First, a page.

4. Conservation. Historically, American bullfrogs were common in the United States. Today many native bullfrog populations appear to be declining, with habitat loss and degradation, water pollution, pesticide contamination, and over-harvesting commonly invoked as causal factors (Texas, Baker, 1942; Louisiana, Walker, 1963; United States, Bury and Whelan, 1984; Great Lakes, Harding, 1997; Wisconsin, Mossman et al., 1998). Recent increases in the incidence of malformations (or the causal factors of same) may also be contributing to declines (Lopez and Maxson, 1990; Ouellet et al., 1997a; Rowe et al., 1998a). Exposure to pollutants (including the trace elements Arsenic, Cadmium, Selenium, Copper, Chromium, and Vanadium) in early life stages has been shown to increase the incidence of malformations, compromise swimming performance, and elevate maintenance costs (Raimondo et al., 1998; Rowe et al., 1998b; Hopkins et al., 2000). Berrill et al. (1997b) studied the effects of a variety of pesticides and herbicides on the embryos and larvae of five anuran and one salamander species. They found that bullfrogs were the most sensitive species to fenitrothion, but that bullfrogs in general exhibited moderate sensitivity to most contaminants, with wood frogs (Rana sylvatica) and American toads (Bufo americanus) most tolerant, and spotted salamanders (Ambystoma maculatum) least tolerant. Lethal pH (100% mortality) for both embryos and larvae is reported as 3.5–3.8, with a critical pH (where survivorship declines below levels found for neutral water) of 4.0–4.5 for embryos and 4.0 for larvae (Grant and Licht, 1993). Nixdorf et al. (1997) studied the toxic effects of lead on the central nervous system of bullfrog tadpoles, demonstrating learning impairment. In experiments exposing bullfrog and northern leopard frog (Rana pipiens) tadpoles to the organochlorine insecticide DDT, tail regeneration and mortality rates were less in bullfrog tadpoles (Weis, 1975). Bullfrogs are also surprisingly resistant to the anticholinesterase drug, Sarin (isopropyl methyl phosphonofluoridate), with an LD50 of 6 mg/kg body weight (Wilber, 1954). Diana and Beasley (1998) review effects of various toxins on bullfrogs and other amphibians. Because bullfrog eggs are laid in thin sheets at the water surface, they are more exposed to potentially damaging solar UV-B radiation (Ovaska, 1997), which may result in embryonic mortality and abnormal development (Zimskind and Schisgall, 1955).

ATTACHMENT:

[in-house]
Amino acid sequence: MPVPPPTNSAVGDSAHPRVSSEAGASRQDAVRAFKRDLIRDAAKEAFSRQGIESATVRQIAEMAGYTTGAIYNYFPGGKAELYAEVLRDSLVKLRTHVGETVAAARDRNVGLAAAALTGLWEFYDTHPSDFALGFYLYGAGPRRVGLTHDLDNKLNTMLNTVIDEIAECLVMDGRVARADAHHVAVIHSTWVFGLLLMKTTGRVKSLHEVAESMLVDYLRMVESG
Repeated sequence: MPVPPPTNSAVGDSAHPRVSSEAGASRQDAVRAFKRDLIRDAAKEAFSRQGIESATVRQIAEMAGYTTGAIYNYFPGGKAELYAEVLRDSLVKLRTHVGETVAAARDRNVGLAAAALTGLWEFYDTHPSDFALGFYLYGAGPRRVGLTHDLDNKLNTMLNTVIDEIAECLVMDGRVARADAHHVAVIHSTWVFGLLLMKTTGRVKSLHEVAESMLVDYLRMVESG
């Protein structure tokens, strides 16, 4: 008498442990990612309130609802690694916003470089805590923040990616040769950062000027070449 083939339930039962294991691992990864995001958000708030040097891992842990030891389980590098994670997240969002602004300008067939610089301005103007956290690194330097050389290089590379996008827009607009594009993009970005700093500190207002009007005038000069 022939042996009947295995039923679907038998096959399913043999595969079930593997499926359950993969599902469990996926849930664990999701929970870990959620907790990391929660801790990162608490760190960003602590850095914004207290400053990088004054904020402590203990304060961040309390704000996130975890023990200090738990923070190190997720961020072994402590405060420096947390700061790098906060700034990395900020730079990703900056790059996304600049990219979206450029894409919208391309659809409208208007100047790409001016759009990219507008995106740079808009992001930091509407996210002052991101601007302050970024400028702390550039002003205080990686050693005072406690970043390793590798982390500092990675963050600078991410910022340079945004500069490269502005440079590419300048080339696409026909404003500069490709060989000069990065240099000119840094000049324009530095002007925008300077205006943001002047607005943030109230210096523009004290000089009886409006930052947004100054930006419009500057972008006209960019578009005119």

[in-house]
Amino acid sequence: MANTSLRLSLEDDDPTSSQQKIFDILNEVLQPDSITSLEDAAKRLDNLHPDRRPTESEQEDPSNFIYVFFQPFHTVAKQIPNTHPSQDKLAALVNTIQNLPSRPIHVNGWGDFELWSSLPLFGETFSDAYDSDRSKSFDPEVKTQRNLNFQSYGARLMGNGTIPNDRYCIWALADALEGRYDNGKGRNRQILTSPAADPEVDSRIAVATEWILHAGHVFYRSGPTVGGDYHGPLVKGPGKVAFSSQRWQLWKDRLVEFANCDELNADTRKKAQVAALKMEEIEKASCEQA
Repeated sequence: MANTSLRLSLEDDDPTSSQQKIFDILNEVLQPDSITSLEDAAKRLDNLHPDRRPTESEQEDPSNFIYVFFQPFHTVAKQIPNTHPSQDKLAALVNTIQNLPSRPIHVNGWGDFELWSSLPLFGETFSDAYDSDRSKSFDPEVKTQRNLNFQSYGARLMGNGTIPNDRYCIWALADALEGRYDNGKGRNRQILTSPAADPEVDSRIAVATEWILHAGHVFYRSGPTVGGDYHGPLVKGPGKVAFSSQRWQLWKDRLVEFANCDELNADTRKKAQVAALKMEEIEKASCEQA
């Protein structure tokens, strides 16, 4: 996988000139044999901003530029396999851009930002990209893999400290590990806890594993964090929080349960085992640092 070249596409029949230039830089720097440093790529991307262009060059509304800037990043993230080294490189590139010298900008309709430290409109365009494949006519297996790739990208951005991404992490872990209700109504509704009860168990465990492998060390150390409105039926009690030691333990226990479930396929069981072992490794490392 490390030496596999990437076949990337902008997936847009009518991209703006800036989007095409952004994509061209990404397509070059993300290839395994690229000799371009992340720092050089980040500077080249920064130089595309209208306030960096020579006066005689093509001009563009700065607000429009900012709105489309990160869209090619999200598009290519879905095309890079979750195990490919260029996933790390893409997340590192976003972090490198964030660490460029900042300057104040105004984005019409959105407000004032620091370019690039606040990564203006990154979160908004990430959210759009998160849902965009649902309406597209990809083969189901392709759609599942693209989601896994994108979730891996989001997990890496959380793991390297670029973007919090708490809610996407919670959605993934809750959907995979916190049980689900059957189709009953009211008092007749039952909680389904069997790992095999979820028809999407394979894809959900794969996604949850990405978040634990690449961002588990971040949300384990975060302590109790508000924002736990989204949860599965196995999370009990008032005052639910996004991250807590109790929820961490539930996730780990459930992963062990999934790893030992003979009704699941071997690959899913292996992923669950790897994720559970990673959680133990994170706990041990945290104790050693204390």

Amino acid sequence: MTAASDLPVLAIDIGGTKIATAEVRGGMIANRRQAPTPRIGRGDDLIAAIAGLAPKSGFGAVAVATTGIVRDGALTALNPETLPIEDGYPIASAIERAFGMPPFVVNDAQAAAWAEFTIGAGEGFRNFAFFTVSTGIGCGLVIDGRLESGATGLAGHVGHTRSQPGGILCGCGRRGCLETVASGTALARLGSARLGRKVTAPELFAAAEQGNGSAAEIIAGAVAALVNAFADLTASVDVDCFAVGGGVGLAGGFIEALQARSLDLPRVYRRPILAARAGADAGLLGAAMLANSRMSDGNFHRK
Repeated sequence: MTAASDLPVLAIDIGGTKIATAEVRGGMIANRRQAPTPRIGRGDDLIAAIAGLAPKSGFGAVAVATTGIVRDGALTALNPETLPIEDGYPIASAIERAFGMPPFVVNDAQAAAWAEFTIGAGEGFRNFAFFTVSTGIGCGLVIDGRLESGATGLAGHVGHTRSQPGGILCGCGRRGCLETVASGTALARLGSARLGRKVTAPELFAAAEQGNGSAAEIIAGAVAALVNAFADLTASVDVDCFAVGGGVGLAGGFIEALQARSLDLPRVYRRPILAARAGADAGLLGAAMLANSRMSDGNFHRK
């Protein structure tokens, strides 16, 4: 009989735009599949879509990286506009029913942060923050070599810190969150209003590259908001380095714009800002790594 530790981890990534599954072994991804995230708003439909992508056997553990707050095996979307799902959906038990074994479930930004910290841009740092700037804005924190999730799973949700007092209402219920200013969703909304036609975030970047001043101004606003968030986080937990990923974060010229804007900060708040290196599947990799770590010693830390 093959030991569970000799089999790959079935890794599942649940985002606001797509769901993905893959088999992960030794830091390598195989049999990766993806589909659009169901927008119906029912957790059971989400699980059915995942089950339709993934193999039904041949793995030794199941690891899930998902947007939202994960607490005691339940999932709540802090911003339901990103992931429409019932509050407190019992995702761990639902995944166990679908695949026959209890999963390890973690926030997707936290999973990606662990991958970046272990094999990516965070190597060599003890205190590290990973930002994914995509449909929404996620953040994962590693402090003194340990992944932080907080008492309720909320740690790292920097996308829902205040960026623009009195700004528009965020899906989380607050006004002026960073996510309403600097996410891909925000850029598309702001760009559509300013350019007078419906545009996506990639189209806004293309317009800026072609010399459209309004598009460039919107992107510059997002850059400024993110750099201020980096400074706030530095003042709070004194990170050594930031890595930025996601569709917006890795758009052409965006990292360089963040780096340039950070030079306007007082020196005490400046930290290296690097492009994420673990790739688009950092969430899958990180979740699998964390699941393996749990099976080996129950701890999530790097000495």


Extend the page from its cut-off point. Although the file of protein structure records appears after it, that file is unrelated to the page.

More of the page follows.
Widespread introductions have greatly expanded the range. Introduced populations appear to be experiencing range expansions in Iowa (Christiansen, 1998), Minnesota (Moriarty, 1998), and California (Bury and Luckenbach, 1976), although Treanor and Nichola (1972) report declines in the late 1960s in California.

American bullfrog conservation issues vary by region. In the eastern United States, where bullfrogs are native, attempts should be made to conserve populations by halting the causes of their declines (see above). In the western United States, efforts should be made to reduce or eliminate introduced/invasive populations.

1Gary S. Casper
Great Lakes Ecological Services
PO Box 375
Slinger, WI 53086-0375

2Russ Hendricks
Lake County Forest Preserve District
2000 North Milwaukee Avenue
Libertyville, Illinois 60048

Literature references for Amphibian Declines: The Conservation Status of United States Species, edited by Michael Lannoo, are here.

Feedback or comments about this page.


Citation: AmphibiaWeb: Information on amphibian biology and conservation. [web application]. 2016. Berkeley, California: AmphibiaWeb. Available: (Accessed: Jul 23, 2016).

AmphibiaWeb's policy on data use.